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Ex-Defense Secretary Cohen On Foreign Policy Challenges Facing Trump

STEVE INSKEEP, HOST:

We're waiting to find out who's named defense secretary by President-elect Trump. It's a vital job, overseeing millions of civilians and military personnel all around the world. It's the person who symbolizes the American principle of civilian control of the military. Even if it's a former member of the military, he or she would show up every day in a suit. And the job is even more vital than that, given that the secretary of defense would have to turn some of candidate Trump's promises into reality.

We spoke with William Cohen, a Republican who served as secretary of defense under Democratic President Bill Clinton. What does this president, or any president for that matter, need from a secretary of defense?

WILLIAM COHEN: The president has to have confidence in his secretary of defense that he's getting cold, hard advice on military options. The military doesn't make up the mission. The military will go to the president and say, what's the mission, sir? What is it that you want us to accomplish?

And now we'll tell you, here are the risks involved. We'll do whatever you direct us to do, assuming it's consistent with our constitutional obligations. Yeah, we can do this. But it may involve more blood and more treasure. And you'll have to make that determination, Mr. President. So you want that...

INSKEEP: There's a strange minuet that you're describing here, Secretary Cohen. I'm thinking about the fact that Trump on the campaign trail said, I'm going to bomb the stuffing out of ISIS. He used a different word.

COHEN: Yeah.

INSKEEP: If he gives such an order to the military, they have to make that real and maybe come back to him and say this demand is impractical - this won't work.

COHEN: Well, let's say, Mr. President, in order to bomb the stuffing out of ISIS, that means - do you want us to carpet bomb an entire city, killing thousands of innocent civilians? Well, no, that's not what I had in mind. Well, do you want some sort of limited, on-the-ground capability?

So you give the range of options to say, you know, here's what we can do. President-elect, during the course of the campaign, made a number of statements which I think are clearly unachievable and undesirable. And without being too cynical about it, I've always said a presidential candidate - rule No. 1, make no promises. Rule No. 2, if you make them, be sure you break them because what happens on any candidate appealing to their base, they're making statements which are unrealistic in terms of being able to carry out, for the most part.

INSKEEP: What do you make of the way that the president-elect has spoken about Russia?

COHEN: I'm troubled by it. I'm troubled that he would see President Putin as someone to be admired. You can say that, well, he's a strong leader. OK. That's true. But it's not admirable how he's led - by crushing his opposition, by jailing his opponent, by engaging in assassination of opponents, by invading Crimea, by threatening the Baltic states, etc. I think it's important that President-elect Trump say, I want to have a better relationship with Russia. I think that's a good thing. But you have to understand President Putin's agenda. And his agenda is basically to reduce America's influence in Europe and in much of the world.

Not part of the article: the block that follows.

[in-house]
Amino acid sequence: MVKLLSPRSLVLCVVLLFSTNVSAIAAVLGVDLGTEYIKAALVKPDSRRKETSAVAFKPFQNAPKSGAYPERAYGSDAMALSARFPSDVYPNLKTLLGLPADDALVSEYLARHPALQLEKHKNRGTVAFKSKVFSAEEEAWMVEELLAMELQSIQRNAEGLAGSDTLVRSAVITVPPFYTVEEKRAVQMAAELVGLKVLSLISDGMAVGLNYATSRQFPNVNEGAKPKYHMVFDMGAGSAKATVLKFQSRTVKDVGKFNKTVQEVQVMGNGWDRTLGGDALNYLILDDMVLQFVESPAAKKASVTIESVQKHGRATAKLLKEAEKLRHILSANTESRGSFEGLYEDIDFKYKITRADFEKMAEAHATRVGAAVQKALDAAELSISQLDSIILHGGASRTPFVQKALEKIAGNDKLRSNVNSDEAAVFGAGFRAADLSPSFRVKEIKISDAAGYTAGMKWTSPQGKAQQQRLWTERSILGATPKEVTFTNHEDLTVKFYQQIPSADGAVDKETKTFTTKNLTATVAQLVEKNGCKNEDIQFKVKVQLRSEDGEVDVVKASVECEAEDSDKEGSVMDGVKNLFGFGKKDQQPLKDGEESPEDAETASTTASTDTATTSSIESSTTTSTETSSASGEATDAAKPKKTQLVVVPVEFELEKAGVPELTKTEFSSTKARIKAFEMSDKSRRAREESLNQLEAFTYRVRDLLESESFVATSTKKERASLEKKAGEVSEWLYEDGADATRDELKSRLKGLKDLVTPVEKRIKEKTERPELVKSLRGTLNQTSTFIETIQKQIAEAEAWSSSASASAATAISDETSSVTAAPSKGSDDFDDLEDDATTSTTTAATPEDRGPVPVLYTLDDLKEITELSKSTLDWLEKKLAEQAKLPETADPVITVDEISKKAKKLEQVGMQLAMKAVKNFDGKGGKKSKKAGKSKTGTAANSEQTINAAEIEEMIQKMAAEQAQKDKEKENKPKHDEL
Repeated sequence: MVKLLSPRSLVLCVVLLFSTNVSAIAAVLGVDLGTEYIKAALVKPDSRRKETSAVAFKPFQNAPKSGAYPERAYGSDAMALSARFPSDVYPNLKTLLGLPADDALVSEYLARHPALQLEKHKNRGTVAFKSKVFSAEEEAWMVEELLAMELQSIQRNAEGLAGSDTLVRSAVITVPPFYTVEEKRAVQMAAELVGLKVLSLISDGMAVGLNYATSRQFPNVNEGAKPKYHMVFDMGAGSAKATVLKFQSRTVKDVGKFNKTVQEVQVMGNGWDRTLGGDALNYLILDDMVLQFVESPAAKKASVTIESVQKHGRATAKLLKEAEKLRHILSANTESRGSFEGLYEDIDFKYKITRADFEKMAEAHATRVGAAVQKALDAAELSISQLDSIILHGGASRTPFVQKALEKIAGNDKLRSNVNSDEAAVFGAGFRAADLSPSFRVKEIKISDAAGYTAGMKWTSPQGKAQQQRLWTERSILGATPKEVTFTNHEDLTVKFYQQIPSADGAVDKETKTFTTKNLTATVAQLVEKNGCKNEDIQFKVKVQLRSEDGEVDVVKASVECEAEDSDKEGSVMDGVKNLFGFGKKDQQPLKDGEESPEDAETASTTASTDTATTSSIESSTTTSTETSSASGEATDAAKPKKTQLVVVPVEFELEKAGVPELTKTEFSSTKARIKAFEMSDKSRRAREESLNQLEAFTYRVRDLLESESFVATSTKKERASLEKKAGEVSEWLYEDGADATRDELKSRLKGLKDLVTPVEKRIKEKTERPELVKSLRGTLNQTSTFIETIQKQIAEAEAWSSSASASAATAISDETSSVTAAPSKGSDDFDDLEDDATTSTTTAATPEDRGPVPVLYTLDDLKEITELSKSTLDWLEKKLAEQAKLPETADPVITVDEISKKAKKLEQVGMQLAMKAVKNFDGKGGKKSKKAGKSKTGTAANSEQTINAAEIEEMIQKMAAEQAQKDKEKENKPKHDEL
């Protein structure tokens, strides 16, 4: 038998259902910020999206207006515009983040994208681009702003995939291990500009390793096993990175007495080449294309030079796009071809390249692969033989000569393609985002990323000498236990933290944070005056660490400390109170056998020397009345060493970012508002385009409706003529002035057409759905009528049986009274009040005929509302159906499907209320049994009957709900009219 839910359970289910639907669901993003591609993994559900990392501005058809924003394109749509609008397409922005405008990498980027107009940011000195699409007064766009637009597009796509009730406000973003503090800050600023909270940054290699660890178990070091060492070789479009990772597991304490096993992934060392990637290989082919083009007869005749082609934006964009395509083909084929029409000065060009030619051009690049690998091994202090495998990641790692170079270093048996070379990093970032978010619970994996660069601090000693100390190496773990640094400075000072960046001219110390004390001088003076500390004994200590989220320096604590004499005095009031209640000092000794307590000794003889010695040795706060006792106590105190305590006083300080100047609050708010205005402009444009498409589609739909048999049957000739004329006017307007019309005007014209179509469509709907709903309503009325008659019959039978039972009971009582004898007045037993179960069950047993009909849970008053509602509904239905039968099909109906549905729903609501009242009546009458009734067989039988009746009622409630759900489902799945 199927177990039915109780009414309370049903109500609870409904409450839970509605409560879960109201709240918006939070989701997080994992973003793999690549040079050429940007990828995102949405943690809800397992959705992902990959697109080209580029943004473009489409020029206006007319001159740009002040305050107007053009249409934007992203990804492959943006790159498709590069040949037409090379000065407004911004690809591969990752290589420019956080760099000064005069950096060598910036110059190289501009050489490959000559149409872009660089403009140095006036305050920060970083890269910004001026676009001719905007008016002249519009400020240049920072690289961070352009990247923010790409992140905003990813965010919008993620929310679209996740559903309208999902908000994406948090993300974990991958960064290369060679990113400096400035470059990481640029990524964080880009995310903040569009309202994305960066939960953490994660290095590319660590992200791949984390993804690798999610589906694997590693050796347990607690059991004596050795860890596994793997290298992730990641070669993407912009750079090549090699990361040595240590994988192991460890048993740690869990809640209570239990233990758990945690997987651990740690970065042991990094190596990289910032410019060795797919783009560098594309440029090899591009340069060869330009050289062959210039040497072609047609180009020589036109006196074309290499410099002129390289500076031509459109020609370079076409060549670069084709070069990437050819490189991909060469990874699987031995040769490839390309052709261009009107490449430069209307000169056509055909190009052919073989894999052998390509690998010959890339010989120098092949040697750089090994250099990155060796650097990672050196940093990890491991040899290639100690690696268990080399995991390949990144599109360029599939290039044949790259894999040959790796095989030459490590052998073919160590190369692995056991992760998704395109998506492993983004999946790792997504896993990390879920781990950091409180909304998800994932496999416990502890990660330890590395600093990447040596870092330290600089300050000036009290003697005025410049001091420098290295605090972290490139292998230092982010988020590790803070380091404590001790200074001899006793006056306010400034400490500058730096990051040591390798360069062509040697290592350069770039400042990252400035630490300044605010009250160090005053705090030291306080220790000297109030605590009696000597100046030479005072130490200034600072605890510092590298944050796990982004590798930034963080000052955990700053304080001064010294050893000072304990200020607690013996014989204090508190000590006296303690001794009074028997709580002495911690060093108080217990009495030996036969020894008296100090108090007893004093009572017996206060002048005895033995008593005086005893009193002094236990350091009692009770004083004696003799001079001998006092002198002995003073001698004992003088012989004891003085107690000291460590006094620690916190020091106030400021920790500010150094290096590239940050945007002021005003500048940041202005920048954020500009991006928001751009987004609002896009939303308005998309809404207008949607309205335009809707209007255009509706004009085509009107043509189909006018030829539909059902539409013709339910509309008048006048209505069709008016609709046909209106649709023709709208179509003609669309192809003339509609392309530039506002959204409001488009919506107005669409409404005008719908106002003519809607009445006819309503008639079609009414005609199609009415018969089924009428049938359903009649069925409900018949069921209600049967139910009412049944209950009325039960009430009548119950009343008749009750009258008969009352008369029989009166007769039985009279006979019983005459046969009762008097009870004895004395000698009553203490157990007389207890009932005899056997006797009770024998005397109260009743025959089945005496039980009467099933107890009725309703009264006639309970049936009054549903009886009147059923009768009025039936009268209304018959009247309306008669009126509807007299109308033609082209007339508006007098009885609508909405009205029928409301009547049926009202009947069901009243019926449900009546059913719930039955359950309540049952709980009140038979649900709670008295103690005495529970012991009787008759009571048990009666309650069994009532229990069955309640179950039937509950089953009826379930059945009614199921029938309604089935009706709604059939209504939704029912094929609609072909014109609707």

INSKEEP: Can I just review a little bit of history here, Secretary Cohen? When you were defense secretary in the 1990s, the United States got involved in places like Kosovo...

COHEN: Yes.

INSKEEP: ...In projects that were described as nation-building.

COHEN: Yes.

INSKEEP: George W. Bush became president, said - I don't want to do nation building. I want a humble foreign policy - ended up being involved in the most gigantic nation-building projects in the history of the country. President Obama came in, wanted to get out of Iraq, get out of Afghanistan, found that very, very hard to do. Now we have another president who has suggested we're too involved overseas.

Do you think that we, as a country, are going to be involved in nation-building, so to speak, one way or another?

COHEN: Well, the question is, can you simply wall yourself off from the rest of the world? Can you say Syria is not our problem? Well, Syria is our problem in the sense that Putin has been bombing civilian areas in Syria, driving them into Europe - doing what? Destabilizing the European nations. They're overwhelmed with Syrian refugees. So we can say it's not our problem - leave it up to the the Syrians and the others to resolve, except that now we've got a crisis in the European nations, who are now moving more and more to the right. And their policies are going to be quite different vis-a-vis the United States and the rest of the world.

Now nation-building - we need to do some nation-building at home. I agree with Mr. Trump on this. We need to do some nation-building here. I was in New York yesterday with my wife. Coming back, coming in Penn Station, the escalator stopped working. We had to schlep the bags all the way down - bounce, bounce, bounce - and you know that you're in a Third World country as far as infrastructure's concerned. And Mr. Trump is absolutely right on that.

So we've got a lot of work to do here at home. But just because we have work to do at home doesn't mean we can ignore what's going on in the rest of the world or should forfeit our ability to shape world events in ways that are favorable to us and our allies.

INSKEEP: Secretary Cohen, thanks for coming by.

COHEN: My pleasure.

INSKEEP: William Cohen was U.S. Secretary of Defense and a Republican senator. Transcript provided by NPR, Copyright NPR.